It is very hard to be successful and recognized in today’s gaming market. There are hundreds of new titles released each and every year, and while most of them are as mediocre as they can get, there are still some games / franchises that should not be forgotten. A lot of young gamers who came in for fun are running in circles, hunting for games with the best graphics and the best ‘movie feel.’ While graphics and ‘overall feel’ are important, there is nothing more important in games than their gameplay. In this article I will look into some titles that deserve to be remembered. Most of them will be old, and perhaps you may have never played them. My goal with this article is to show you that age and graphics are irrelevant to good gameplay mechanics. After all, there is nothing quite like the following games.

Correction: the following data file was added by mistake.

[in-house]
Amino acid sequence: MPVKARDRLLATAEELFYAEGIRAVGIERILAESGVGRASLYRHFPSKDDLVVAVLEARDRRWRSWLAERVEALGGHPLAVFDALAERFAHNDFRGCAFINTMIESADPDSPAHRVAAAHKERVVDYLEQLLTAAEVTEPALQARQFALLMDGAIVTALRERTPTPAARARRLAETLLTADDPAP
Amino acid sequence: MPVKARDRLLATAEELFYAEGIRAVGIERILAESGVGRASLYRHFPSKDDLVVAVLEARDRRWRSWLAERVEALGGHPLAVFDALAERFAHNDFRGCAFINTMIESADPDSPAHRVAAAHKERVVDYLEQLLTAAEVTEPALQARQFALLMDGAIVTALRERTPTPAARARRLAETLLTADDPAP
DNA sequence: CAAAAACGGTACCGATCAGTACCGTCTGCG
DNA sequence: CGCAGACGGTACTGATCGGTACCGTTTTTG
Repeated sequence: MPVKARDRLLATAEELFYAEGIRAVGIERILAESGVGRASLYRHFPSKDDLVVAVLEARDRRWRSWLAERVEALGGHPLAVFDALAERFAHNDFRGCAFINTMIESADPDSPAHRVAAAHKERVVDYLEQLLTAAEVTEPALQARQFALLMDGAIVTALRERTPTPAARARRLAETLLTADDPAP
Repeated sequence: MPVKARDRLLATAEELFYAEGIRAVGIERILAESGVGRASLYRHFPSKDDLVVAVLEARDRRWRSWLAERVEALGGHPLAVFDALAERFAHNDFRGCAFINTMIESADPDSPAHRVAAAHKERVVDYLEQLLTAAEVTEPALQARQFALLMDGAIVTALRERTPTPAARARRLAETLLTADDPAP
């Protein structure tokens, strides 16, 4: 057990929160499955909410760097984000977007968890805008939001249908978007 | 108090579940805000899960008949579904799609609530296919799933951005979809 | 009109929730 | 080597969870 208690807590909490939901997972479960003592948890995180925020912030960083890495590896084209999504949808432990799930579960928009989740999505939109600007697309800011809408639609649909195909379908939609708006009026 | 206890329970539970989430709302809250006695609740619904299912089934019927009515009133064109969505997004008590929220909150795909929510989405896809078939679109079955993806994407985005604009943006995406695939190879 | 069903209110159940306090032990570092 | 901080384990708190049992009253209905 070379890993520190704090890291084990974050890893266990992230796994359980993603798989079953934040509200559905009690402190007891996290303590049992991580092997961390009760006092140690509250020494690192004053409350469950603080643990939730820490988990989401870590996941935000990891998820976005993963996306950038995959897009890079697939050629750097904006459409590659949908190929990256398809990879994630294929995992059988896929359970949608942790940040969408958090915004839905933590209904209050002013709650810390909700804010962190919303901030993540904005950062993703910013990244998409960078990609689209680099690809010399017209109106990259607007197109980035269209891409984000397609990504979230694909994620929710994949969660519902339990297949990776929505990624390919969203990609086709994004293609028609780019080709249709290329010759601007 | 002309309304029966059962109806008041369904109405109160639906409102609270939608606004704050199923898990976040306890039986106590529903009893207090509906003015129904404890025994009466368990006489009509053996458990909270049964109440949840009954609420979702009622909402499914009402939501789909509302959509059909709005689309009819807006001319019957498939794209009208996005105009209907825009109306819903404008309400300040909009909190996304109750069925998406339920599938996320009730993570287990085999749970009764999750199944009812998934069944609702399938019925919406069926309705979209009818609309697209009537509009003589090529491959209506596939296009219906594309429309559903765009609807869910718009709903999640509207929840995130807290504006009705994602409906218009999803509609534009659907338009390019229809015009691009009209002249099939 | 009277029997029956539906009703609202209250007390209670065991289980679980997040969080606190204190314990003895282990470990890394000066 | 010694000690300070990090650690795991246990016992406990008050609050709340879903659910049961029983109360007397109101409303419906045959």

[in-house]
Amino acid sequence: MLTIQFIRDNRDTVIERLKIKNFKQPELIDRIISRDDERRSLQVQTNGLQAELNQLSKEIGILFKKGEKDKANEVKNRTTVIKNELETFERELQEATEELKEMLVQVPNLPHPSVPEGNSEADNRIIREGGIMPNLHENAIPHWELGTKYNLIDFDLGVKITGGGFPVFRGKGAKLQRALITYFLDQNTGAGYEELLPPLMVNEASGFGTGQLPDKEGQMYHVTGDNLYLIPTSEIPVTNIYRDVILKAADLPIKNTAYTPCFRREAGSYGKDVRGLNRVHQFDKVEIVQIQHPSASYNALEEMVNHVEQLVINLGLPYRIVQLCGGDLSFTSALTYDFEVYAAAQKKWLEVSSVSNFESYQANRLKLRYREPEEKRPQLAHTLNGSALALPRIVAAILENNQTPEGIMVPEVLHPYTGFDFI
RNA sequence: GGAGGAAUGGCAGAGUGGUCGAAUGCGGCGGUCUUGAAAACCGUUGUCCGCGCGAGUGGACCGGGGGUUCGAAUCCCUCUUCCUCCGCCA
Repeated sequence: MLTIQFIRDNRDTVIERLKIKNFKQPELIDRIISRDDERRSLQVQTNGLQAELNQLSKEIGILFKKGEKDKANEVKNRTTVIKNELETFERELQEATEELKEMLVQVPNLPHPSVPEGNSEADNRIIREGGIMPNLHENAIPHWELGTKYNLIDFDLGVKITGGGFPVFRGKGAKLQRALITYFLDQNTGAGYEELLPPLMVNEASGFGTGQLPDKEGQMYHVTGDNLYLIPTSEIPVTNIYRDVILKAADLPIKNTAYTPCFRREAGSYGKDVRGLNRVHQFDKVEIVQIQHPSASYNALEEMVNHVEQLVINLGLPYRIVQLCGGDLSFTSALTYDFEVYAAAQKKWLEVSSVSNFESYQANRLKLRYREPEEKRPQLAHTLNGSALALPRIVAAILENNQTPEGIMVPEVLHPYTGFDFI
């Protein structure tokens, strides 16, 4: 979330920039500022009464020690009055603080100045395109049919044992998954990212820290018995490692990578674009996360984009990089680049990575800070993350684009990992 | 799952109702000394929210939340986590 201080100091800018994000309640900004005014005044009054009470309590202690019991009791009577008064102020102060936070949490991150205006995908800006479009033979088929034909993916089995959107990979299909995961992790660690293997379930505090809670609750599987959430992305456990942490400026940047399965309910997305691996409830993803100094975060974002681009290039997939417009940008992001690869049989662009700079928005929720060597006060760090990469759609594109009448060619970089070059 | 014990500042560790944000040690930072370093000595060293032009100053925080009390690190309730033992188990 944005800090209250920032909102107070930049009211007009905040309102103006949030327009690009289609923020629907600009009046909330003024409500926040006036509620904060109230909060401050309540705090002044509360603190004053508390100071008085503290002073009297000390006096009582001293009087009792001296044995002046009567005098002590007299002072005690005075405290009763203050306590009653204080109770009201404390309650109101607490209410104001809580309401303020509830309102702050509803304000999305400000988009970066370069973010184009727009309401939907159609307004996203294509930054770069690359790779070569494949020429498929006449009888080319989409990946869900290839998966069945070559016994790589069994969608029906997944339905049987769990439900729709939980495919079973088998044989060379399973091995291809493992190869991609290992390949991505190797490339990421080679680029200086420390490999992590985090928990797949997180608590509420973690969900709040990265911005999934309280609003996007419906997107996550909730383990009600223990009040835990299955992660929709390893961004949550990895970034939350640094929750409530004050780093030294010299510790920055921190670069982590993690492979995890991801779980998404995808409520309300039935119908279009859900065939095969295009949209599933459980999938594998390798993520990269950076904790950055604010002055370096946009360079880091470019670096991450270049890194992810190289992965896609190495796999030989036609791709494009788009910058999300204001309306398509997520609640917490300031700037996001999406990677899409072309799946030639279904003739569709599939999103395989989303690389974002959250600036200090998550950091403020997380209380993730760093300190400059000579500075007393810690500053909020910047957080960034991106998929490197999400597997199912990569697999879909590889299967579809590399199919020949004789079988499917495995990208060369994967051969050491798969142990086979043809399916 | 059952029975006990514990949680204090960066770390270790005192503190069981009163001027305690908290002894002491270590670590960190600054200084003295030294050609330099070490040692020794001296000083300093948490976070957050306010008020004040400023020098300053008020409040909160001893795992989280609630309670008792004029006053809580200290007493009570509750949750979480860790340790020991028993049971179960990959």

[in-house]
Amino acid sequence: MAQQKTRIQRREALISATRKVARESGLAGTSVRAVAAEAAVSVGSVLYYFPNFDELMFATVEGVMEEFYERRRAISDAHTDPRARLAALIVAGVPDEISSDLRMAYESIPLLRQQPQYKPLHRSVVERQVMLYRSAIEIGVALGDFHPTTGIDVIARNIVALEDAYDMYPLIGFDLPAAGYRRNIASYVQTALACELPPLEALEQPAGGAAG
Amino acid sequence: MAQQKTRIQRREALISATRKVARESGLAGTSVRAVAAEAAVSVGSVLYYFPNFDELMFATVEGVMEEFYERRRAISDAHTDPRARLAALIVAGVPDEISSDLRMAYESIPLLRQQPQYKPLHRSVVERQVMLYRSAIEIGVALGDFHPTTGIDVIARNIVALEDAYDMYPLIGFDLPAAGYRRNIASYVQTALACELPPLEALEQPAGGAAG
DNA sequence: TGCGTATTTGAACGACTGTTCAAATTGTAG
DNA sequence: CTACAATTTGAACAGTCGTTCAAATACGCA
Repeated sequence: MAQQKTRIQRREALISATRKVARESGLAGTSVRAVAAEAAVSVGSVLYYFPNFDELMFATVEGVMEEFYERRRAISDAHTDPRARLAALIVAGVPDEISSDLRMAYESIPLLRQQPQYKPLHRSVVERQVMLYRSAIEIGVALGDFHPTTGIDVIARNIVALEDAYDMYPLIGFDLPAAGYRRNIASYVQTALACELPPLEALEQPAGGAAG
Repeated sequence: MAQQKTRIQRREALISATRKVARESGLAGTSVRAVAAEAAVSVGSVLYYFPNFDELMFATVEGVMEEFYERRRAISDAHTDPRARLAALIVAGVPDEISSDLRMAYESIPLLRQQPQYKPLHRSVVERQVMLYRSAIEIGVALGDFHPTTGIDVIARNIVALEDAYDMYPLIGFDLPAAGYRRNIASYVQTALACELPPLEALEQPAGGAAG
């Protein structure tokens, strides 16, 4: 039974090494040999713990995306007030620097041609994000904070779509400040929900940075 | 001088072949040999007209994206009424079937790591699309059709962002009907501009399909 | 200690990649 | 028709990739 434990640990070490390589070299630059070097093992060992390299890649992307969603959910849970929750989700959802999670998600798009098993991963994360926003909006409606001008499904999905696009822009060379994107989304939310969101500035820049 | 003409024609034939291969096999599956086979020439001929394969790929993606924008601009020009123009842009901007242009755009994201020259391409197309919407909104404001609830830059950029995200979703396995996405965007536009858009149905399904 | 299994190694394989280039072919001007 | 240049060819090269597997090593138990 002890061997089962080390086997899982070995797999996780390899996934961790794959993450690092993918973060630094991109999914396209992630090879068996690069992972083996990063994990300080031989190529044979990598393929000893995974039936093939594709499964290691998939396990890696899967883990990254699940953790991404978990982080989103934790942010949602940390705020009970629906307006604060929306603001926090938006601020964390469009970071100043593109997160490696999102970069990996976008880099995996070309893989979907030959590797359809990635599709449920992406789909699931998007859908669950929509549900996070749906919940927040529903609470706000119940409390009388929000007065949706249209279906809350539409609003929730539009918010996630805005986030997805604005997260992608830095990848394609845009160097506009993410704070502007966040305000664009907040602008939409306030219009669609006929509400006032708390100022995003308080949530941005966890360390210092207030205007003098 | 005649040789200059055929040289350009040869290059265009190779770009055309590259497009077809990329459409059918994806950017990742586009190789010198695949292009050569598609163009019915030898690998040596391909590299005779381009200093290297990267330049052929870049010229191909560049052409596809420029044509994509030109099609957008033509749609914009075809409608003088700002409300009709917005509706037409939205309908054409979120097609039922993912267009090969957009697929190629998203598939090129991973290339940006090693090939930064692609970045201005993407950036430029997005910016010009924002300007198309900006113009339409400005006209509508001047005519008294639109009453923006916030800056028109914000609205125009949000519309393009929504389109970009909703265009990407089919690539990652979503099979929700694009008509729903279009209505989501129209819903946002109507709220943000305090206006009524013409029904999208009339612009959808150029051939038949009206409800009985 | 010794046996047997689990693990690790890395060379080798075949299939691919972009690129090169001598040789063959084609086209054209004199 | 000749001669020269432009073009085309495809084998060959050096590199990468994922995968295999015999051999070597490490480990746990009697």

It is impossible not mentioning Ultima Underworld – and the whole “immersive sim” legacy – when trying to talk about System Shock. Immersive sims are games in which there is a simulated world (often with physics), letting the player play via a first person perspective (to further enhance the immersion). This means you can choose your own pace, and your own approach to any given situation. System Shock is an old-school game in every way. Which means that it is hard. But this “obstacle” is solved so elegantly that makes me wonder why this system has not been further used by all other titles – you can choose the difficulty of Story (time countdown on or off), Combat, Puzzles and Cyberspace (no I won’t tell you what that is, and yes it is awesome).